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Growth hormone inhibits normal B-cell differentiation and neutrophils' chemotaxisin vitro

International Journal of Immunopharmacology
Publication Date
DOI: 10.1016/0192-0561(94)90140-6
  • Growth Hormone
  • B-Lymphocyte
  • Neurtrophils
  • Chemotaxis
  • N-Formylpeptides
  • Acromegaly
  • Immunodeficiency
  • Plasma Cell
  • Medicine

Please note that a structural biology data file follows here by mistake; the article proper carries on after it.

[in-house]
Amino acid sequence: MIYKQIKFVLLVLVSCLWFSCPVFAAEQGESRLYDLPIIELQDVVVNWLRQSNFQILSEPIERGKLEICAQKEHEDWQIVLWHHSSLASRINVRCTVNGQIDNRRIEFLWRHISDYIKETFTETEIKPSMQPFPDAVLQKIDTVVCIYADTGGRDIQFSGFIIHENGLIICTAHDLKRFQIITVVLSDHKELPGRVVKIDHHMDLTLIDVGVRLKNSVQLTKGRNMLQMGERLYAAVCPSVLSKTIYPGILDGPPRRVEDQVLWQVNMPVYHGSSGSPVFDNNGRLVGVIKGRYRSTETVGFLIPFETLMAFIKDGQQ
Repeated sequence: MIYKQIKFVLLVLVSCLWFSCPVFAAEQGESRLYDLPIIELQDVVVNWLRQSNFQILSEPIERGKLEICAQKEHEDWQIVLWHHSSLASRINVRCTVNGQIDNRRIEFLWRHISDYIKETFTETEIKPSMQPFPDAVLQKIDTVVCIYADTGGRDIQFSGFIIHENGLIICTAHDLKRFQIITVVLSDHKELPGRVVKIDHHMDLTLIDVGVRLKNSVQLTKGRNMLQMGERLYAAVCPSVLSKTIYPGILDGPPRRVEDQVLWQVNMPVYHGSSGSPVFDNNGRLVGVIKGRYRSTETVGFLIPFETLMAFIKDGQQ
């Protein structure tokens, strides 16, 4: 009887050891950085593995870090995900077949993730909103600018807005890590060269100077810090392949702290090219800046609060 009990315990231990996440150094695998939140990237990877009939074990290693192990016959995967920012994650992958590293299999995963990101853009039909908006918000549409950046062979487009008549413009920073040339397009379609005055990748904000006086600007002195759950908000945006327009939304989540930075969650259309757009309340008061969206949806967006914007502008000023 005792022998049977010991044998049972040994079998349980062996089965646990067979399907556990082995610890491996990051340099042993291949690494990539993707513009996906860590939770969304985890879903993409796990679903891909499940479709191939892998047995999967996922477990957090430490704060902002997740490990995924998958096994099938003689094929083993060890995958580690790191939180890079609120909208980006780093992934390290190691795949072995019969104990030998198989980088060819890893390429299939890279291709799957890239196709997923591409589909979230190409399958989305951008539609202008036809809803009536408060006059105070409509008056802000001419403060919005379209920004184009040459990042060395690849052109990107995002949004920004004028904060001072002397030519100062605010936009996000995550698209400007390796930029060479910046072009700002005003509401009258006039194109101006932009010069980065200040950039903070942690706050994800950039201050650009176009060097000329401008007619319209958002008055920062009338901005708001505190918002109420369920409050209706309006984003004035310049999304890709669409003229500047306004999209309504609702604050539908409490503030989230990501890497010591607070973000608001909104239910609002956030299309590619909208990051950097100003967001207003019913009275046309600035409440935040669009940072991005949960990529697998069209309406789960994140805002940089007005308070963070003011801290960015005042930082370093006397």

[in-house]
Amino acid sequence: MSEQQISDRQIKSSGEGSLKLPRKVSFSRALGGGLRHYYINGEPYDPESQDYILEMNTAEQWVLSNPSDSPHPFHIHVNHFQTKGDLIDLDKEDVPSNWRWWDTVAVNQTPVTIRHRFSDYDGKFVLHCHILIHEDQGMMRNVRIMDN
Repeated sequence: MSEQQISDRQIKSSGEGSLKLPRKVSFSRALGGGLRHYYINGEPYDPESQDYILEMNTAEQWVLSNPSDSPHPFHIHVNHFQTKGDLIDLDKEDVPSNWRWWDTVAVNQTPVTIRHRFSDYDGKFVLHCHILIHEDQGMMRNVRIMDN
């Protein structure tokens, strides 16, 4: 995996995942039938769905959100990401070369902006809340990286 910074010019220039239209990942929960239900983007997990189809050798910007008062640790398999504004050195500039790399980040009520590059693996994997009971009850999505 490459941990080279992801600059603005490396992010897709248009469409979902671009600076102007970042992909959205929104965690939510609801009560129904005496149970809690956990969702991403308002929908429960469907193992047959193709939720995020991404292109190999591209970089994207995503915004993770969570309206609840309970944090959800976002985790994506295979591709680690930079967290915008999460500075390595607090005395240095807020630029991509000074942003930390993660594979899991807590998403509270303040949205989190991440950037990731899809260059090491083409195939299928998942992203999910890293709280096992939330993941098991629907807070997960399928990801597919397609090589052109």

Abstract In acromegalic patients we have previously described a low ability of B-lymphocytes to differentiate into plasma cells under PWM stimulation, and a decreased chemotaxis of polymorphonuclear leukocytes (PMN) towards N-formylmethionylphenilalanine (FMP). In this study we examined the effect of exogenous GH over these immune functions in normal cells. PMN were purified by dextran sedimentation, incubated with recombinant human GH (0 to 20 ng/ml) and subjected to stimulation with FMP. PBMC were cultured with or without PWM, in the presence of GH (between 0 and 100 ng/ml). Plasma cells were determined as hemolysis forming cells and also by immunofluorescence. GH, in a dose-dependent way, decreased directed migration of PMN (5 ng/ml: 1.787 ± 148 μm; 10 ng/ml: 1.581 ± 221 μm; 20 ng/ml: 1.569 ± 149 μm, all as mean ± S.E.M.), when compared to similar values of untreated PMN (0 ng/ml 2.085 ± 139 μm). GH treatment did not modify spontaneous migration. Net migration showed the same pattern as directed migration. GH decreased dose-dependently the PWM-driven differentiation of B-lymphocytes into plasma cells to 60% of the basal level. Although not significantly, GH tended to increase spontaneous B-cell differentiation. These results could account for the already described defect in B-cell differentiation and PWN chemotaxis in acromegaly, emphasizing the relationship between the endocrine and immune systems.

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